Pandalous.com photo

There are so many social media sites these days you can’t even count them all—Facebook, Twitter, YouTube, Flickr, Digg—not to mention the never-ending amount of blogs ranging from personal to business to completely random. With all that out there on the internet, it’s pretty easy to get confused and lose sight of why many go online in the first place: to publish opinions, and to make voices heard.

The solution to this modern-day dilemma? Pandalous.com.

According to the website, “Pandalous is a site where people who like to think share their views and deepen their understanding of everything that matters. We're a new, vibrant internet community with a growing membership; we've set out to gather a diverse, thoughtful and articulate crowd to share in the experience of living.” Think of it as a digital gathering place, like a living room of a house, to converse intelligently about any idea or topic you can think of.

According to Assaf Peretz, CEO of Pandalous, the audience started small in early 2009 and has been growing steadily ever since.

 “The original group was comprised of Berkeley and Harvard grads but it quickly attracted people from all different places and walks of life, ranging from college students to Tibetan monks,” Peretz says.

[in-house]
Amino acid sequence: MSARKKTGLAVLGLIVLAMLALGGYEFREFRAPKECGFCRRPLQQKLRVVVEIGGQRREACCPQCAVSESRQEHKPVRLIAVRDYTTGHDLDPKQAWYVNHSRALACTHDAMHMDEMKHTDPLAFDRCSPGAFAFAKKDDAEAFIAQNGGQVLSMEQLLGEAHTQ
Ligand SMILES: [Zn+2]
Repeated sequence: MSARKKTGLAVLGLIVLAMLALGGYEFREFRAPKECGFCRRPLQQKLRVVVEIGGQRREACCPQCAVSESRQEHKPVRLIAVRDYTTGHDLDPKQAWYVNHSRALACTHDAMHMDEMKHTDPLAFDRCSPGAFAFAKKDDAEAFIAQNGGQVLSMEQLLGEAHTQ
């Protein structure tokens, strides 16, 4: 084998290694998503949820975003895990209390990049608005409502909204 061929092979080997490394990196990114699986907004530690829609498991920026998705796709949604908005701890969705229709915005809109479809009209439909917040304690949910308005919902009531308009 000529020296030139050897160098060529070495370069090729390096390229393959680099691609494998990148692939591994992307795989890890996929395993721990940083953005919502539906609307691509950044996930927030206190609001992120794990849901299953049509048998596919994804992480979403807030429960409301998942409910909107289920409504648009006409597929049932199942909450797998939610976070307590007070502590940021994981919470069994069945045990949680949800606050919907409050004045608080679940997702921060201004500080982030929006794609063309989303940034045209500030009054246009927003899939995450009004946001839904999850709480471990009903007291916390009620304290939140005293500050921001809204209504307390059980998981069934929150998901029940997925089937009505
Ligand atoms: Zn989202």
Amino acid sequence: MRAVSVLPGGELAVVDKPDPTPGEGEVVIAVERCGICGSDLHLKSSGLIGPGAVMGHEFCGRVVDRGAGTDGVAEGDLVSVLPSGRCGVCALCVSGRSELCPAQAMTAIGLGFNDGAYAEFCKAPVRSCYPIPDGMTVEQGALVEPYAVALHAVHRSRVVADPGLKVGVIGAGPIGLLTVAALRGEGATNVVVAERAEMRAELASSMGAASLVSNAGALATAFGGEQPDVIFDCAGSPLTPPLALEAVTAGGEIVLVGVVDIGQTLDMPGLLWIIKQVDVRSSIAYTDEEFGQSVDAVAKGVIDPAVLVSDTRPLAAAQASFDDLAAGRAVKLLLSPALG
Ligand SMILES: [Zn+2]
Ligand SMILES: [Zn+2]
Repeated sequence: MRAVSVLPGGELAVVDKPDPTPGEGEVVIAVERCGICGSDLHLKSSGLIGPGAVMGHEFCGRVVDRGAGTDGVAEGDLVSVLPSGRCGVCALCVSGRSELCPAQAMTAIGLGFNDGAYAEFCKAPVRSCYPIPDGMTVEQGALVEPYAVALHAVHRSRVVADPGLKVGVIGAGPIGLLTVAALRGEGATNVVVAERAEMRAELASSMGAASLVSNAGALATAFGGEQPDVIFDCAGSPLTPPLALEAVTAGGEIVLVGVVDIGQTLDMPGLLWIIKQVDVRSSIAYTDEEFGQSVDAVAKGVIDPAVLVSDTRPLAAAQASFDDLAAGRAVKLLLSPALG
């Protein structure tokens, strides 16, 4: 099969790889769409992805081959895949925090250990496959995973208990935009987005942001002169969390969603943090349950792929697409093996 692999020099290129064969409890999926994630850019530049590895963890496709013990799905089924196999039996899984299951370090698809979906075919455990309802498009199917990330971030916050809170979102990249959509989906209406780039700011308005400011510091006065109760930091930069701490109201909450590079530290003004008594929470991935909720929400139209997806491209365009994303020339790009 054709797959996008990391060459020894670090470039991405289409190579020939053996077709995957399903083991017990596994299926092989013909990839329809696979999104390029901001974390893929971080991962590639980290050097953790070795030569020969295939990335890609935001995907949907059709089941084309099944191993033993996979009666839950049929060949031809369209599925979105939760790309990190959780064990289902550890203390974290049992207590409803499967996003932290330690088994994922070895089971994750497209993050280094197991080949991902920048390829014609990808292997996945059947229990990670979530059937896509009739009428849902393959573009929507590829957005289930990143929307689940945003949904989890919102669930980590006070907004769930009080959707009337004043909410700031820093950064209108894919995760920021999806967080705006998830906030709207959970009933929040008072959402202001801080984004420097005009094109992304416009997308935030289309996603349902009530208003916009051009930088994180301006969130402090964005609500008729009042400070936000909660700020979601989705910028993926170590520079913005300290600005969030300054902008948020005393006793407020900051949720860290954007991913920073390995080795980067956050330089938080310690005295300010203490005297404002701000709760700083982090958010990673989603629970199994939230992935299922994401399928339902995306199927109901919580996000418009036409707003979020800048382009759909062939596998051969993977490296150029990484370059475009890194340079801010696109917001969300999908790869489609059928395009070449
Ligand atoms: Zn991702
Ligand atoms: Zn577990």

Some of these community members include some well-known Israeli artists. Of note is the author Etgar Keret,   who has posted a story of his in The Library called “Snot”. Also in The Library, Nir Ratzkovsky, one of the most important translators to Hebrew from French, has posted excerpts from a future book of a translator journal of The Kindly Ones. And in many different rooms, concert pianist Edna Stern, writes about topics ranging from music to literature to even vampires.

But why a living room of all places? To explain, there is conveniently a section on the welcome page labeled “Why Pandalous?

“We found as we grew up that it was going to be more or less impossible to get all the people we missed talking to in the same room (or even the same country) on a regular basis; Pandalous is the living room we wished we had,” the site says. “Our goal is to create a new kind of internet experience, what we call a ‘Social Wiki,’ somewhere between publishing, blog posts and chat. A place where each member is a unique voice in a novel community, and a building block in a growing encyclopedia for everyday life.”

And as for the name? Well, that’s up for debate…which is exactly what the creators of Pandalous wanted.